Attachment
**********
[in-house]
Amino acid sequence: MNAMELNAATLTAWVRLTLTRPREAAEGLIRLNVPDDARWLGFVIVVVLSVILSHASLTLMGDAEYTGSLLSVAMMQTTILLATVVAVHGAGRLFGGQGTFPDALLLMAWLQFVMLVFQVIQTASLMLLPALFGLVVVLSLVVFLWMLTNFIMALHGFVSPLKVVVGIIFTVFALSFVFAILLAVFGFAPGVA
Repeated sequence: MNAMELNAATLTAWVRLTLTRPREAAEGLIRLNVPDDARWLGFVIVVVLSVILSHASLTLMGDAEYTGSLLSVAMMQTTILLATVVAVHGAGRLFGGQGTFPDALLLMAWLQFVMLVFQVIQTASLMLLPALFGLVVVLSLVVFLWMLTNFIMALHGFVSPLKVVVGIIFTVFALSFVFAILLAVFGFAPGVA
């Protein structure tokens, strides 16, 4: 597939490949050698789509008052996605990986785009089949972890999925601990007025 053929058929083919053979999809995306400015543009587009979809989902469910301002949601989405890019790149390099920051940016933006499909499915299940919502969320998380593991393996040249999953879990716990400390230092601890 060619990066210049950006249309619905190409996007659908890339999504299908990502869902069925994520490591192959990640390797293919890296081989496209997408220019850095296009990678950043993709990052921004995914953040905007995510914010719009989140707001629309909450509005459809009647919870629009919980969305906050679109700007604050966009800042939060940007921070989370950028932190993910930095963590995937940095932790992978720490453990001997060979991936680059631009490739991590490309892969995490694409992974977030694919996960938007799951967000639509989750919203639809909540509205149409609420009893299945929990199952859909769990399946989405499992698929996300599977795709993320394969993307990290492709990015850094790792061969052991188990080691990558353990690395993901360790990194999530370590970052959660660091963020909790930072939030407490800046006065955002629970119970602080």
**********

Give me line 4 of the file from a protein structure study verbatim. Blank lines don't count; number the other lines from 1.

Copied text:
């Protein structure tokens, strides 16, 4: 597939490949050698789509008052996605990986785009089949972890999925601990007025 053929058929083919053979999809995306400015543009587009979809989902469910301002949601989405890019790149390099920051940016933006499909499915299940919502969320998380593991393996040249999953879990716990400390230092601890 060619990066210049950006249309619905190409996007659908890339999504299908990502869902069925994520490591192959990640390797293919890296081989496209997408220019850095296009990678950043993709990052921004995914953040905007995510914010719009989140707001629309909450509005459809009647919870629009919980969305906050679109700007604050966009800042939060940007921070989370950028932190993910930095963590995937940095932790992978720490453990001997060979991936680059631009490739991590490309892969995490694409992974977030694919996960938007799951967000639509989750919203639809909540509205149409609420009893299945929990199952859909769990399946989405499992698929996300599977795709993320394969993307990290492709990015850094790792061969052991188990080691990558353990690395993901360790990194999530370590970052959660660091963020909790930072939030407490800046006065955002629970119970602080």